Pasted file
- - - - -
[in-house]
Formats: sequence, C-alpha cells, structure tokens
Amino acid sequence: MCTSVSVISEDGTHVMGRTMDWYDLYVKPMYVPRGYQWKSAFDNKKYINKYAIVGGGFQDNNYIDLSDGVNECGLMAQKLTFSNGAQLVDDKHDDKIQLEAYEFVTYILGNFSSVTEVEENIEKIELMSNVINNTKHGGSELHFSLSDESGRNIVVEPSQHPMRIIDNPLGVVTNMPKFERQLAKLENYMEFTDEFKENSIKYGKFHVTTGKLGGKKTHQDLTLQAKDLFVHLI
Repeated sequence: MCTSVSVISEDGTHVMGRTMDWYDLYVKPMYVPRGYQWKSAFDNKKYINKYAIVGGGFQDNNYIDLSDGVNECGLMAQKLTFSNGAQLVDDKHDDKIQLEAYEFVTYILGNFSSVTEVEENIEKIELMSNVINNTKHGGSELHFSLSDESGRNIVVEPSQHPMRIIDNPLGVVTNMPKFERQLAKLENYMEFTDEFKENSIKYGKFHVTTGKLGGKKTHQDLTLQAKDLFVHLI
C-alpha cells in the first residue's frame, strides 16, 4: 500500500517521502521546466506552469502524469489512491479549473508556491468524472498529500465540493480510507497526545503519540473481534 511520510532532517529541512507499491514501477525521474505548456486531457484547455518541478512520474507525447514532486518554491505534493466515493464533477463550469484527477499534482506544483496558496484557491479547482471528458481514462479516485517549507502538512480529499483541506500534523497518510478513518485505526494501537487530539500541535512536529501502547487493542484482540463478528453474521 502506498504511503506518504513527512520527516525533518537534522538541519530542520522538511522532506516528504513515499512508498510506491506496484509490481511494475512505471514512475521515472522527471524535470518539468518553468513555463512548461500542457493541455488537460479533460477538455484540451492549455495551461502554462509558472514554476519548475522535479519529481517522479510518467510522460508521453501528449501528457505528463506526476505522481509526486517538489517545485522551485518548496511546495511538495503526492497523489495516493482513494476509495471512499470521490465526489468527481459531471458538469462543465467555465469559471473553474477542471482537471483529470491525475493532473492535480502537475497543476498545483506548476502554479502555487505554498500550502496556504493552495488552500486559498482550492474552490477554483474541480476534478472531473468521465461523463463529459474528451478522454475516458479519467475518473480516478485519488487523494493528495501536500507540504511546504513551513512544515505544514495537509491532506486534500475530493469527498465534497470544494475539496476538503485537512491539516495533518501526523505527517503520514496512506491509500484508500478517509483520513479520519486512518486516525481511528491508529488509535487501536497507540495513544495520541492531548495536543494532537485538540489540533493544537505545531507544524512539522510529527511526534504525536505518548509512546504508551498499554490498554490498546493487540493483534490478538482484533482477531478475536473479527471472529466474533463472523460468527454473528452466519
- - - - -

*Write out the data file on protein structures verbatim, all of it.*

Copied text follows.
[in-house]
Formats: sequence, C-alpha cells, structure tokens
Amino acid sequence: MCTSVSVISEDGTHVMGRTMDWYDLYVKPMYVPRGYQWKSAFDNKKYINKYAIVGGGFQDNNYIDLSDGVNECGLMAQKLTFSNGAQLVDDKHDDKIQLEAYEFVTYILGNFSSVTEVEENIEKIELMSNVINNTKHGGSELHFSLSDESGRNIVVEPSQHPMRIIDNPLGVVTNMPKFERQLAKLENYMEFTDEFKENSIKYGKFHVTTGKLGGKKTHQDLTLQAKDLFVHLI
Repeated sequence: MCTSVSVISEDGTHVMGRTMDWYDLYVKPMYVPRGYQWKSAFDNKKYINKYAIVGGGFQDNNYIDLSDGVNECGLMAQKLTFSNGAQLVDDKHDDKIQLEAYEFVTYILGNFSSVTEVEENIEKIELMSNVINNTKHGGSELHFSLSDESGRNIVVEPSQHPMRIIDNPLGVVTNMPKFERQLAKLENYMEFTDEFKENSIKYGKFHVTTGKLGGKKTHQDLTLQAKDLFVHLI
C-alpha cells in the first residue's frame, strides 16, 4: 500500500517521502521546466506552469502524469489512491479549473508556491468524472498529500465540493480510507497526545503519540473481534 511520510532532517529541512507499491514501477525521474505548456486531457484547455518541478512520474507525447514532486518554491505534493466515493464533477463550469484527477499534482506544483496558496484557491479547482471528458481514462479516485517549507502538512480529499483541506500534523497518510478513518485505526494501537487530539500541535512536529501502547487493542484482540463478528453474521 502506498504511503506518504513527512520527516525533518537534522538541519530542520522538511522532506516528504513515499512508498510506491506496484509490481511494475512505471514512475521515472522527471524535470518539468518553468513555463512548461500542457493541455488537460479533460477538455484540451492549455495551461502554462509558472514554476519548475522535479519529481517522479510518467510522460508521453501528449501528457505528463506526476505522481509526486517538489517545485522551485518548496511546495511538495503526492497523489495516493482513494476509495471512499470521490465526489468527481459531471458538469462543465467555465469559471473553474477542471482537471483529470491525475493532473492535480502537475497543476498545483506548476502554479502555487505554498500550502496556504493552495488552500486559498482550492474552490477554483474541480476534478472531473468521465461523463463529459474528451478522454475516458479519467475518473480516478485519488487523494493528495501536500507540504511546504513551513512544515505544514495537509491532506486534500475530493469527498465534497470544494475539496476538503485537512491539516495533518501526523505527517503520514496512506491509500484508500478517509483520513479520519486512518486516525481511528491508529488509535487501536497507540495513544495520541492531548495536543494532537485538540489540533493544537505545531507544524512539522510529527511526534504525536505518548509512546504508551498499554490498554490498546493487540493483534490478538482484533482477531478475536473479527471472529466474533463472523460468527454473528452466519